Apple's Lawyer Knows All Sides of the Terrorism Debate

Former Solicitor General Theodore Olson address a news conference announcing a federal lawsuit to halt California's same-sex marriage ban, in Los Angeles on May 27, 2009. He is part of Apple's general counsel in taking on the FBI's demands to open the San Bernardino, California, shooter's encrypted iPhone. REUTERS/ Fred Prouser

In the legal fight between Apple and the FBI over opening an encrypted iPhone of the San Bernardino shooter, pro-FBI politicians have decried Apple as being insensitive to national security. But one of Apple's top attorneys has been on the government's side in terrorism cases and personally suffered from the largest terrorist attack on U.S. soil.

Ted Olson, who served as President George W. Bush's solicitor general, whose main job was to determine what legal position the United States would take in Supreme Court cases, lost his wife Barbara, who was killed when American Airlines Flight 77 crashed into the Pentagon, on his 61st birthday.

"We care very, very much, and I do personally, about any instance of terrorism or an effort to prevent it or redress it," Olson said to NPR Morning Edition anchor David Inskeep. "But we have to balance our constitutional rights and make sure that we protect what America is all about. So we can't cross the line of giving up protections that are built into our Constitution—terrorists want to tear that down. We can't give in to that."

Olson and his team's defense for Apple will largely focus on the First Amendment, saying the FBI and the Justice Department's demands to compel Apple to write a custom iOS software to unlock the smartphone against its will is infringing upon Apple's freedom of speech. In their motion responding to the order on Thursday, Apple listed court cases from the 1990s that set the precedent that computer code is a form of speech protected by the Constitution.

They also will target the FBI's use of the All Writs Act, a law from the founding of the Constitution that allows federal judges to command entities to aid on their behalf. "It does not grant the courts free-wheeling authority to change the substantive law, resolve policy disputes, or exercise new powers that Congress has not afforded them," Apple attorneys argue in their motion.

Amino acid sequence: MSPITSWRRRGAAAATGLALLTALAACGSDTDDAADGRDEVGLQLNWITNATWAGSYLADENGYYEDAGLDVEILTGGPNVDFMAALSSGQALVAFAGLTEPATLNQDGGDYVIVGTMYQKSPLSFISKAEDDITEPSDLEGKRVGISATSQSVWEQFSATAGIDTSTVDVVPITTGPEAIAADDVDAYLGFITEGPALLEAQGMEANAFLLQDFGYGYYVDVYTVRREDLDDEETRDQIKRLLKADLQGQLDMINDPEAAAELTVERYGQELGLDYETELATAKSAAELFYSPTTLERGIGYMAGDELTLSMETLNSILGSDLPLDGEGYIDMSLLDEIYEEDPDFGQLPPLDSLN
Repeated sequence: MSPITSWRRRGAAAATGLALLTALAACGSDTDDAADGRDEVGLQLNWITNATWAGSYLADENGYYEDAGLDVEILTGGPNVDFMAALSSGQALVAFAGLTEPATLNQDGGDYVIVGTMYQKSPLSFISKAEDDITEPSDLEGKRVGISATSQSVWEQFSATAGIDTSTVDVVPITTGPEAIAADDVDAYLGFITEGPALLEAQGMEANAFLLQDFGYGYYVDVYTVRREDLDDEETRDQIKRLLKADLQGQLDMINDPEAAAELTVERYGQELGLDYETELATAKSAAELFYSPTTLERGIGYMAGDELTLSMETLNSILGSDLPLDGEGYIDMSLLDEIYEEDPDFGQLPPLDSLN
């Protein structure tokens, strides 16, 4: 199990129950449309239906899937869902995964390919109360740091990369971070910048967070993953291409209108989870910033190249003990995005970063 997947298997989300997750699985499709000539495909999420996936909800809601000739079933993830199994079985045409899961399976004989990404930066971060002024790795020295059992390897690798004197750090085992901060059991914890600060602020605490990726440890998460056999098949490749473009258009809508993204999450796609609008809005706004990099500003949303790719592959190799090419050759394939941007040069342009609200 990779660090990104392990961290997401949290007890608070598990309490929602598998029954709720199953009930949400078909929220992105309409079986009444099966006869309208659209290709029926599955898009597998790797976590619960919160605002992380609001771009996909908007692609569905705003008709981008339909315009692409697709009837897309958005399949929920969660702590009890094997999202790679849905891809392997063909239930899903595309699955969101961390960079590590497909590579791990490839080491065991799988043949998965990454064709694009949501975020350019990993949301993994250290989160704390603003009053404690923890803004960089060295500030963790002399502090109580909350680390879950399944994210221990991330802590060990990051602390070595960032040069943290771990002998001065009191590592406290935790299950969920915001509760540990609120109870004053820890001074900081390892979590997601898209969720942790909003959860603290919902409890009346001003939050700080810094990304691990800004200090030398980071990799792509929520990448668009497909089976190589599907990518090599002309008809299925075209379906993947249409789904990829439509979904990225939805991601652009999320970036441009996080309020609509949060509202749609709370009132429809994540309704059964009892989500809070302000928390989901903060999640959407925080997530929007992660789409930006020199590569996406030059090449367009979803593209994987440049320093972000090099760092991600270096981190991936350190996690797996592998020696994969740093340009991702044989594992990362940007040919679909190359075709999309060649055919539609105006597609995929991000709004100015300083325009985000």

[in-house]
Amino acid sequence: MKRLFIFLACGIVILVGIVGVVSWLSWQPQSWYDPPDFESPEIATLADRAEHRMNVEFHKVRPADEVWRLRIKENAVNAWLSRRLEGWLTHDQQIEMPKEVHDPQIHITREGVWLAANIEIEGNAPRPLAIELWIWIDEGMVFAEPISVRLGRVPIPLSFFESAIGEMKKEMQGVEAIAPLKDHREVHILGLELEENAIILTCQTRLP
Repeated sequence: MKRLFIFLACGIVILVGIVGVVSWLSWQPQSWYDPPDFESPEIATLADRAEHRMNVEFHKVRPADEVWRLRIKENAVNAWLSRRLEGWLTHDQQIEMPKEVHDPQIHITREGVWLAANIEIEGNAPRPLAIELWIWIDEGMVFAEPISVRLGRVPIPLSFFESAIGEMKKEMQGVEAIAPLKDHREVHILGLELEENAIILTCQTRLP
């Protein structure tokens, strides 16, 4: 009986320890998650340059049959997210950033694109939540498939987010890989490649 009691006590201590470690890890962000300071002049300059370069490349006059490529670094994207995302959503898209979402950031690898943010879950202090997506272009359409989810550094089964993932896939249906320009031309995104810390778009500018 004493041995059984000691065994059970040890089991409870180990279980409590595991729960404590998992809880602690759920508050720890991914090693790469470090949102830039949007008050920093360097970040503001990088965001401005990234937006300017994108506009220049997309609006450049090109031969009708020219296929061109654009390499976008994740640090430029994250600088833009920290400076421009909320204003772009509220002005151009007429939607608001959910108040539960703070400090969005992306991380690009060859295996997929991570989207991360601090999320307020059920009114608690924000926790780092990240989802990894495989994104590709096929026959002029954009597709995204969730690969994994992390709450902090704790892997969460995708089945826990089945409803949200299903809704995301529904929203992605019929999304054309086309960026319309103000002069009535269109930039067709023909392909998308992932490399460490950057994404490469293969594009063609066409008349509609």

A longtime Republican who worked with Reagan and George W. Bush, Olson found himself in opposite sides with current Republican presidential candidates who are staunchly anti-Apple. When asked about Senator Marco Rubio's comments from Thursday's debate that Apple is fighting just to protect its brand, Olson said he thought it was "unfortunate that people running for office are saying these stuff without thinking them through."

Olson also expressed his fears that obliging to the FBI's demands just this once will lead to similar future requests. "There's really no limitation if the federal government, through a judge's order, can ask you to redesign your own products," Olson says. In the motion, Olson and his team referred to a Newsweek article in which local prosecutors were spoken to about their desires to open encrypted iPhones for their criminal, nonterrorism cases.

Olson has been in the fore of some of the most crucial court cases over the past 20 years. He successfully argued on behalf of Bush in Bush v. Gore in the Supreme Court, ending the recount of the contested 2000 Presidential election and giving Bush the keys to the White House. Bush rewarded Olson with the solicitor general position, and Olson worked for Bush until 2004.

In 2009, he joined with David Boies, the attorney who represented Gore in Bush v. Gore, to challenge California's Proposition 8, which sought to ban same-sex marriage within the state, in Perry v. Schwarzenegger. When asked to speak to Newsweek, Olson says he has "obliged to refer all such inquiries to Apple, which I have done."

In the 10th anniversary of 9/11, Olson reminisced to The Washington Post about losing his wife and learning to move on. "It's very important to put that in perspective: You're not the only one that has experienced a terrible tragedy, as thousands of other people did that day," Olson says.